Hypertrophic Cardiomyopathy

Outcomes improve when you participate in your own care.

JoAnne M. Foody, MD, FACC, CardioSmart Editor-in-Chief

Did you know that your heart has four chambers? It’s true. If you have hypertrophic cardiomyopathy, your heart muscle gets thicker, making these chambers smaller. This may make it harder for your heart to pump blood.

This condition is inherited, meaning it is passed down in families. It is likely the result of problems with the genes that control the growth of your heart muscle. If you or your family member has been diagnosed with hypertrophic cardiomyopathy, it is important to remember you’re not alone.  It affects about 1 in every 500 adults and is the most common genetic heart disease. People of all ages, including children and teens, may develop hypertrophic cardiomyopathy, with younger people being more likely to have a severe form of the condition.

If you have hypertrophic cardiomyopathy, it is possible you will not show any symptoms. However, you may feel very tired or have a hard time catching your breath.  You may also feel pain in your chest or dizziness because your heart is not able to pump blood effectively throughout your body.  Hypertrophic cardiomyopathy can lead to conditions such as irregular heart rhythms or heart failure.

As with any heart condition, it is important to take good care of yourself and follow your doctor’s recommendations for exercise and medications. Use this condition center to learn more about hypertrophic cardiomyopathy. You can keep up with the latest research, find questions to ask your doctor, and get tips to help you feel your best.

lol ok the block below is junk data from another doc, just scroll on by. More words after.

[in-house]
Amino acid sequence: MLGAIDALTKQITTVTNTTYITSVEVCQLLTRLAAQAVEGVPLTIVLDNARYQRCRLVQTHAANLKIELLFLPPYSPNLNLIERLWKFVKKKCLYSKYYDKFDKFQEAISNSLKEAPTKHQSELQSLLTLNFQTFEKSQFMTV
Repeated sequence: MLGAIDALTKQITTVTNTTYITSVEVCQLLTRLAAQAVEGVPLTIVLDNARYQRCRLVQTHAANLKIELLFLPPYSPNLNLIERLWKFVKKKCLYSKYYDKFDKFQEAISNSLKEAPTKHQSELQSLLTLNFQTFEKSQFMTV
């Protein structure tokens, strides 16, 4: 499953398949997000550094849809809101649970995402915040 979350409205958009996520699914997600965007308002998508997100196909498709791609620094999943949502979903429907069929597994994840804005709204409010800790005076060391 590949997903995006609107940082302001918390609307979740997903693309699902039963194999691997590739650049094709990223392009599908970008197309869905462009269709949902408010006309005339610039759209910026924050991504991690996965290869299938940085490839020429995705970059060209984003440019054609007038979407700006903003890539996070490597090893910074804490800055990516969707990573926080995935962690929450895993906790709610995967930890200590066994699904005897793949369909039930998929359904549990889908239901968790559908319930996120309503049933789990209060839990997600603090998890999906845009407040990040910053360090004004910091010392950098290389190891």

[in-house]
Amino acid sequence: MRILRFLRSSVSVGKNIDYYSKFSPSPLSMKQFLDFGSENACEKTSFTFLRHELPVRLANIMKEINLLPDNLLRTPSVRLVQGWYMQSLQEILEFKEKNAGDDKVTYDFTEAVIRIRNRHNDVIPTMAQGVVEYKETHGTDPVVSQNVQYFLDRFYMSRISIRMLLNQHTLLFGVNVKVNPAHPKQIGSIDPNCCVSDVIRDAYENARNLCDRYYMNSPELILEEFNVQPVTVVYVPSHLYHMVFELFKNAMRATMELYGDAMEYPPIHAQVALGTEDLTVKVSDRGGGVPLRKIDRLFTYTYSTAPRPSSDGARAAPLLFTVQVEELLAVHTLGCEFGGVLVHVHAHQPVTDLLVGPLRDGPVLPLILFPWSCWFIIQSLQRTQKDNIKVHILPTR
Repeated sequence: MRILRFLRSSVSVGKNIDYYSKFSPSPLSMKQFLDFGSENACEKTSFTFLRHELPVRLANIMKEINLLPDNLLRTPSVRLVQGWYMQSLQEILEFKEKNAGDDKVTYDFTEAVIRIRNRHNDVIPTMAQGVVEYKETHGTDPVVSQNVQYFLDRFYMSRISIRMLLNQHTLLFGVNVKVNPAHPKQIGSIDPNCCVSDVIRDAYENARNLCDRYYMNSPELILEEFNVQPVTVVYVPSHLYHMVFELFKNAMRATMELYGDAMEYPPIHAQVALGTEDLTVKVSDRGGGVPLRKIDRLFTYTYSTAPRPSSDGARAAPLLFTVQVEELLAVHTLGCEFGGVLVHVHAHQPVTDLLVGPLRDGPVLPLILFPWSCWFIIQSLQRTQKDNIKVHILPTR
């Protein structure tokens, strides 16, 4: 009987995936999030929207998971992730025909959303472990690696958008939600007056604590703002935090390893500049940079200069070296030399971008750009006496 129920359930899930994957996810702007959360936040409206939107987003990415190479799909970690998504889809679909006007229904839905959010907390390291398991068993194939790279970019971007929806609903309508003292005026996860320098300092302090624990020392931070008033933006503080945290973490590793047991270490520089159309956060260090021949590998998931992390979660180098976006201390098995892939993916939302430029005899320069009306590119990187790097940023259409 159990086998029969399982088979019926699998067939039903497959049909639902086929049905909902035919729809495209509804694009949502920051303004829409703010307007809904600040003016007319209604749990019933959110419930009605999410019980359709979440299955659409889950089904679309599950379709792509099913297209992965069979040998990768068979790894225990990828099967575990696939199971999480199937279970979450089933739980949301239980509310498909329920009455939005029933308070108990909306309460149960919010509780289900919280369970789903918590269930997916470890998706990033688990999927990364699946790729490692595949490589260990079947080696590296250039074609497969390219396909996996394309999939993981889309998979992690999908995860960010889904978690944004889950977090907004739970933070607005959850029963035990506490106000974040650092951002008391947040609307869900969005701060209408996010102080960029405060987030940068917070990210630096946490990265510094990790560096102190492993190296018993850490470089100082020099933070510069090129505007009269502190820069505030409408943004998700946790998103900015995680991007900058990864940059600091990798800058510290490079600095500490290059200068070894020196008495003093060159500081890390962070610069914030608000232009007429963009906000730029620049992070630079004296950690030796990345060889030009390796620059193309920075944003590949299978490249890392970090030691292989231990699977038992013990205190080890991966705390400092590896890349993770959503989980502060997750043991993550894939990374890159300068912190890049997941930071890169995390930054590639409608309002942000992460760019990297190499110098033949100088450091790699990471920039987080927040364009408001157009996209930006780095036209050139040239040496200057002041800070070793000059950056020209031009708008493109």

Hypertrophic Cardiomyopathy News & Events

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Adults engaging in any level of regular physical activity have lower risk of death compared to those who get no exercise, according to research.
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Aspirin and blood-pressure lowering medication fail to improve outcomes in surgical patients at risk for heart disease.

Secondhand Smoke Causes Permanent Damage to Children's Arteries

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Exposure to secondhand smoke during childhood ages arteries later in life, study finds.

Sudden Death in College Athletes: Cause for Concern?

Feb 27, 2014
Ten-year study finds risk of sudden cardiac death among college athletes is actually lower than in the general population.

Improving America's Health through Active Transportation

Feb 26, 2014
Partners unite to promote active transportation across the country with new platform called “Safe Routes to Everywhere.”

Devices in Public Places Restart Hearts

Feb 21, 2014
Automated external defibrillators (AEDs) can help minimally trained bystanders save persons experiencing sudden cardiac arrest.

Safety Concerns About Prescription Weight Loss Pills

Feb 20, 2014
Experts are concerned about the safety of two weight loss pills recently approved for use in the United States.

CVS to Stop Selling Cigarettes; Will Others Follow?

Feb 19, 2014
As CVS vows to eliminate cigarette and tobacco sales over the next year, experts hope other pharmacies will follow their lead to help reduce smoking rates nationwide.